The ability to control one's movements is essential to life. Neural circuits involving the basal ganglia are a key component of the extrapyramidal motor system, which is required for adaptive motor control and procedural learning. Disruption of these circuits leads to profound movement disorders, such as Parkinson's disease and Huntington's disease. The striatum, which is the input nucleus of the basal ganglia, is a major site of activity- dependent plasticity and neuromodulation, particularly by dopamine. Because the striatum lies upstream of other basal ganglia nuclei, cellular and synaptic plasticity within this region alters the transfer of information throughout basal ganglia circuits. However, studies of the striatal function and dysfunction have been hampered by significant heterogeneity in both principal and interneuron populations. I propose to utilize recently developed transgenic mouse lines to identify cell-type-specific properties and plasticity that regulate striatal output and basal ganglia circuit function. I will also examine how these properties are altered in dopamine-depleted mice in order to gain insight into the mechanisms underlying basal ganglia dysfunction in Parkinson's disease. Finally, I will seek to identify pharmacological targets that enable in vivo manipulation of striatal output, with the goal of normalizing basal ganglia circuit activity and restoring proper locomotor function in Parkinsonian mice. The ultimate goal of these studies is to uncover novel therapeutic strategies for treating striatal-based brain disorders.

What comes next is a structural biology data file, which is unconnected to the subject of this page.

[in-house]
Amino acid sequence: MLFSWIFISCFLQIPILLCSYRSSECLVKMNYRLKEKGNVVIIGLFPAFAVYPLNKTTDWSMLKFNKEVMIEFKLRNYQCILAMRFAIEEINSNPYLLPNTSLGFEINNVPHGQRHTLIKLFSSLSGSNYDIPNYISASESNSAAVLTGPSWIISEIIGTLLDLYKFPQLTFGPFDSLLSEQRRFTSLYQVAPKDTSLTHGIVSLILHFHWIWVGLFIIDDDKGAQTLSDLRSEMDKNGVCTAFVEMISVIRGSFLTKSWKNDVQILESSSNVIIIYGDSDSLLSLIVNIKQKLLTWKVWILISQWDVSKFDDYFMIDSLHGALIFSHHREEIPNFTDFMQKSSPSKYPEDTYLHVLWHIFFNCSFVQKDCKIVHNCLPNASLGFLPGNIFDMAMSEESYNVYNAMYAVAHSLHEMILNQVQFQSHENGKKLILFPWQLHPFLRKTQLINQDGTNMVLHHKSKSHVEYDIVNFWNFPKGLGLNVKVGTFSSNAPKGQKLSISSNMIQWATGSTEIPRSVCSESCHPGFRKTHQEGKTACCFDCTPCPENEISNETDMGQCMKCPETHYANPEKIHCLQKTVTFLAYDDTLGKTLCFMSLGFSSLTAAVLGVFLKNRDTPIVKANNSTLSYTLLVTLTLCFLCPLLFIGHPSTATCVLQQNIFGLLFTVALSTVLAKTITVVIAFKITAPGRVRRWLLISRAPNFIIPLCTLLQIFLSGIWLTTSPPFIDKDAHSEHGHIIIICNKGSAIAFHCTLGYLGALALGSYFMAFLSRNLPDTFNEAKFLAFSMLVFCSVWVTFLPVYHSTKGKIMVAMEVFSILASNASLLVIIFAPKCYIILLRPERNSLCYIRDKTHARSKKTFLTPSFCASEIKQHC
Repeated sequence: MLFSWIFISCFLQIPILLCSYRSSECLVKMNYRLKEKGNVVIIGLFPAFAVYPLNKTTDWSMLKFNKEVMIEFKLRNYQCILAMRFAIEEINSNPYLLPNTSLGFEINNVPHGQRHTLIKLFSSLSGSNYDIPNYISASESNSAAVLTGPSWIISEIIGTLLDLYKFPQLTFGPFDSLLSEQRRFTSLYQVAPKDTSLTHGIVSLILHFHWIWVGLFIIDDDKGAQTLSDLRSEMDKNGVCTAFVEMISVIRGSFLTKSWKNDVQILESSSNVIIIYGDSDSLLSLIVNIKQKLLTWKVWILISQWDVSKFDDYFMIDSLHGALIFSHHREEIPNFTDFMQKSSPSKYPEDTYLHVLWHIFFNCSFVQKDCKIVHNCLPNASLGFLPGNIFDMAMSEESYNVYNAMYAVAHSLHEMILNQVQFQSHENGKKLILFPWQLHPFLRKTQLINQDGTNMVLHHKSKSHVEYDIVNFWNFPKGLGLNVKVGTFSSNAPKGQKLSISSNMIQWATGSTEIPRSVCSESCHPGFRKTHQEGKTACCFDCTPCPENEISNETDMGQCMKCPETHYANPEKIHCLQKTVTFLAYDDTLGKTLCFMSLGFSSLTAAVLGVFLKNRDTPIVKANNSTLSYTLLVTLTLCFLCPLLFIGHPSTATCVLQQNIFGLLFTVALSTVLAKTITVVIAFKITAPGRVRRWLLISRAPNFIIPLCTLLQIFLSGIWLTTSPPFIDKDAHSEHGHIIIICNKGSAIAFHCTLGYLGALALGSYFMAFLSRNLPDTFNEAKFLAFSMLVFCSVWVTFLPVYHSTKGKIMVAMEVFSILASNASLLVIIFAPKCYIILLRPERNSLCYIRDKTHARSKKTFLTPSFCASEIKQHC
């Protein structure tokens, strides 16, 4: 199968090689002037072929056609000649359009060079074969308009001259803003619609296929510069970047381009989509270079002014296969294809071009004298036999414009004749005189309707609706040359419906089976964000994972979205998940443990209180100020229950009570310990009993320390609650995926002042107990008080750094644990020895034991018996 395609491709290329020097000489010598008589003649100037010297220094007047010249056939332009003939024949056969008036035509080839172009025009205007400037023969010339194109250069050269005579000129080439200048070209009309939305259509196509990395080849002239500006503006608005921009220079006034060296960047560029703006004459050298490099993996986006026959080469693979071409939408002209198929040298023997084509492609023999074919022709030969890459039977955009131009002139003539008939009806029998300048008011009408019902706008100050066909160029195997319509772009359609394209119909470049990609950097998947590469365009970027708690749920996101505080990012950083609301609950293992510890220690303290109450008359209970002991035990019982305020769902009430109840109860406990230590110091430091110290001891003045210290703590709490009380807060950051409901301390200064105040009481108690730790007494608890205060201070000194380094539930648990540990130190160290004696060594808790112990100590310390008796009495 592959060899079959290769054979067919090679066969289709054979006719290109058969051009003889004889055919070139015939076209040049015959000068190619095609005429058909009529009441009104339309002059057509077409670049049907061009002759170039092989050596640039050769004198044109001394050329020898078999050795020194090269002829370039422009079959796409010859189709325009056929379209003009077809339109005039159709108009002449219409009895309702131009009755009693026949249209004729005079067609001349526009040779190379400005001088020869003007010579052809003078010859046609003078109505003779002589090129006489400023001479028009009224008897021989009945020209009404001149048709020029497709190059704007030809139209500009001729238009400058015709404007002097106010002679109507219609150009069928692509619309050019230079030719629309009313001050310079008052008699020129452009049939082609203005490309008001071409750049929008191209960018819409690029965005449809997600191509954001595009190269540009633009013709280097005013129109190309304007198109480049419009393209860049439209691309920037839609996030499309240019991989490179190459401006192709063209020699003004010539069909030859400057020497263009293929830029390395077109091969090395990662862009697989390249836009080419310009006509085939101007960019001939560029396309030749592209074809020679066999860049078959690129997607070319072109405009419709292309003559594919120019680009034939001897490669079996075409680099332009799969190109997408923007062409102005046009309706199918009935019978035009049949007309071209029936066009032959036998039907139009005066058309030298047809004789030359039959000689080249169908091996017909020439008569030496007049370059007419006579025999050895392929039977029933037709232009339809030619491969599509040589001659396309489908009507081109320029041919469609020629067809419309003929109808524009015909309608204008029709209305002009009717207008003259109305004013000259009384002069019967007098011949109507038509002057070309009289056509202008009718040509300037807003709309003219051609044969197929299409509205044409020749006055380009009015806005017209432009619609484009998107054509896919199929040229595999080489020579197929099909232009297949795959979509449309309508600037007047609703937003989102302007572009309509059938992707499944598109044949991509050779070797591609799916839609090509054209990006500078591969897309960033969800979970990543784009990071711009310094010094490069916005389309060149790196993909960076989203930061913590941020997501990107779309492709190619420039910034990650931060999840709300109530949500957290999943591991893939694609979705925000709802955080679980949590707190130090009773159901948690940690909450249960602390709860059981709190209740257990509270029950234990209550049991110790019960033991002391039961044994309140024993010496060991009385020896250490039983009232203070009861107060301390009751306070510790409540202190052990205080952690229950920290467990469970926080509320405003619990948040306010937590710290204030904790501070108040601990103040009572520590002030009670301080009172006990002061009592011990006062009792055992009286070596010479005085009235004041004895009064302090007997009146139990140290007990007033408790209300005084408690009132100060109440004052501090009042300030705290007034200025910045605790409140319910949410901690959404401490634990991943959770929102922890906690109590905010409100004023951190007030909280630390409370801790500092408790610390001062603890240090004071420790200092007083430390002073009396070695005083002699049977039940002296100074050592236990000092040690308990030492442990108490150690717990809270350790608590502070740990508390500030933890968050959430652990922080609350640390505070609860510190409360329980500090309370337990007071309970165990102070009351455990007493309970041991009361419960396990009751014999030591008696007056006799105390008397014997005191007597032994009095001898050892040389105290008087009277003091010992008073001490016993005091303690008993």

Public Health Relevance

The control of movement is among the most fundamental of all nervous system functions. Movement disorders such as Parkinson's disease and Huntington's disease are debilitating neurological disorders that result from altered neural activity in the striatum, a core region of the brain involved in motor control. We propose to characterize how different cells interact in the striatum to produce output that controls motor activity. The long- term goal is to develop a framework for the development of novel therapies for treating movement disorders involving the striatum.

National Institute of Health (NIH)
National Institute of Neurological Disorders and Stroke (NINDS)
Research Project (R01)
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Clinical Neuroplasticity and Neurotransmitters Study Section (CNNT)
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Sieber, Beth-Anne
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J. David Gladstone Institutes
San Francisco
United States
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